612 Schermerhorn Hall, Columbia University
Project Europa considers the relationship of art and artists to the promise of a "New Europe" that has followed the fall of the Eastern Bloc in the past two decades. Many artists have explored the conflicts and contradictions of Europe's democratic dream. As a site of ideological, economic, and cultural convergence, Europe is unique and serves as an important intermediary and global model. It occupies an uneasy but fertile space between socialist and capitalist systems, between Christian and Islamic cultures, and between the competing influences of Asia, Africa and the Americas.
This symposium will consider a range of issues, from Europe's democratic ambitions in relationship to the ultra-national and ideal aspirations of the past that still inform the present, to the barriers to democracy on the frontiers and city centers of the continent. Along the way we will consider what it means to be "European," the condition of the migrant and issues of inclusion and exclusion, individual agency and transnational identity. The symposium will also concentrate on the symbiotic relationship between those of the economy and the needs of security, looking at the effects of globalization, an escalation of violence, and the notion of perpetual war. Participants will also reflect on visions of the future, thinking about both the impossible and the possible.
Contemplating the conditions of Europe is particularly timely and relevant for U.S. audiences. The fall of the Berlin Wall, the attacks of 9/11, and the world's recent economic collapse bring the challenges and mutual destiny of Europe and the United States closer than ever. With the current cultural, political and economic crisis, it is all the more urgent to question the recent past, to examine our global impact, and to envision more clearly our commitment to a democratic society.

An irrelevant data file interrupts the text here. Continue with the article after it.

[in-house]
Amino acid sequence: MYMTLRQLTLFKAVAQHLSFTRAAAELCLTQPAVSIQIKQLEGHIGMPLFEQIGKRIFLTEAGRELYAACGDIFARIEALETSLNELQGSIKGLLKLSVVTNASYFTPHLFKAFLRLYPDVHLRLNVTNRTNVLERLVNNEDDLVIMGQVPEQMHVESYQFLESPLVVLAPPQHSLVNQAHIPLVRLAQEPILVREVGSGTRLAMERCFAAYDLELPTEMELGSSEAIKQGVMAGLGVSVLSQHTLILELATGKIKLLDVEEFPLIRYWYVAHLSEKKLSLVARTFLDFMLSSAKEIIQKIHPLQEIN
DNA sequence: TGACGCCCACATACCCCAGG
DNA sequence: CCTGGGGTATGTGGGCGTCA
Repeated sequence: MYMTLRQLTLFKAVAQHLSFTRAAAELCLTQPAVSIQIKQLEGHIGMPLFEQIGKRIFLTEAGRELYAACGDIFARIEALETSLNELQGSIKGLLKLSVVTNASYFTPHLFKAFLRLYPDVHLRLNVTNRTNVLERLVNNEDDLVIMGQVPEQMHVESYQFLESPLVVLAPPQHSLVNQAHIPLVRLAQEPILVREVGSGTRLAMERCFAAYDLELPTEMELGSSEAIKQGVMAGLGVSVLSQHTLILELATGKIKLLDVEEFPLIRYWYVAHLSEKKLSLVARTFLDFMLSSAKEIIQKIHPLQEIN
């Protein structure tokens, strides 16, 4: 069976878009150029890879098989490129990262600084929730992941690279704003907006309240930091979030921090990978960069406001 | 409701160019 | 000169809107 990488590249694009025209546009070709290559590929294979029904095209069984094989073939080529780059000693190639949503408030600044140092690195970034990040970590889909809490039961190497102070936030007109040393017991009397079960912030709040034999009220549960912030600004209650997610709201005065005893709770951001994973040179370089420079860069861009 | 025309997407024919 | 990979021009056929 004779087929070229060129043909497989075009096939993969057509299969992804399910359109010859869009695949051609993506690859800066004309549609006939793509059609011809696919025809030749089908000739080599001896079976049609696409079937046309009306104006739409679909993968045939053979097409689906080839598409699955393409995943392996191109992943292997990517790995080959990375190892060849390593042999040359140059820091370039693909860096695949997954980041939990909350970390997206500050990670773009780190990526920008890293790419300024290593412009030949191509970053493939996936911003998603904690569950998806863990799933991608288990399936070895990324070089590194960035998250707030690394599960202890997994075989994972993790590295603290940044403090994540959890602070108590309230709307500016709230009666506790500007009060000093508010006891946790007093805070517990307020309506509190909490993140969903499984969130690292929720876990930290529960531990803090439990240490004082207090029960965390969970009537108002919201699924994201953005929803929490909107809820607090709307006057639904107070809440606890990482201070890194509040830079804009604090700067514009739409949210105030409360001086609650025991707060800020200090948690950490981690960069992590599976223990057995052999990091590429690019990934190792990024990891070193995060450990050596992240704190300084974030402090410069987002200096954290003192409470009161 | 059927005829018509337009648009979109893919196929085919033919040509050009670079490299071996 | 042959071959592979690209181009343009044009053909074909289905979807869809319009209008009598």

Schedule and speakers:
1:30 p.m. - Introduction
Alexander Alberro, Professor, Columbia/Barnard
1:45 p.m. - Former West: A Proposition
Maria Hlavajova, Director, BAK (Basis voor actuele kunst), Utrecht, Netherlands
2:30 p.m. - Democracy and Demographics
Tim Griffin, Artforum International, New York
3:15 p.m. - Euro-Vandalism
Diedrich Diedrichsen, Professor, Academy of Fine Arts, Vienna, Austria
4 p.m. - Projects as Social Space in the 1990s
Claire Bishop, Associate Professor, City University of New York Graduate Center, New York
4:45 p.m. - European Dreams
T.J. Demos, Lecturer, Department of History of Art, University College London, England
Professor Alexander Alberro will serve as moderator. The event is free and open to the public.
Gallery talk with exhibition curator Kerry Oliver Smith
Saturday, February 12, 2011, 12 p.m.
Wallach Art Gallery
The exhibition is organized by the Samuel P. Harn Museum of Art and made possible by the Andy Warhol Foundation for the Visual Arts; the C. Frederick and Aase B. Thompson Foundation; Étant donnés, the French-American Fund for Contemporary Art, a program of the French-American Cultural Exchange; University of Florida Student Government; the John Early Publication endowment; the Sidney Knight Endowment; and the Harn Program Endowment.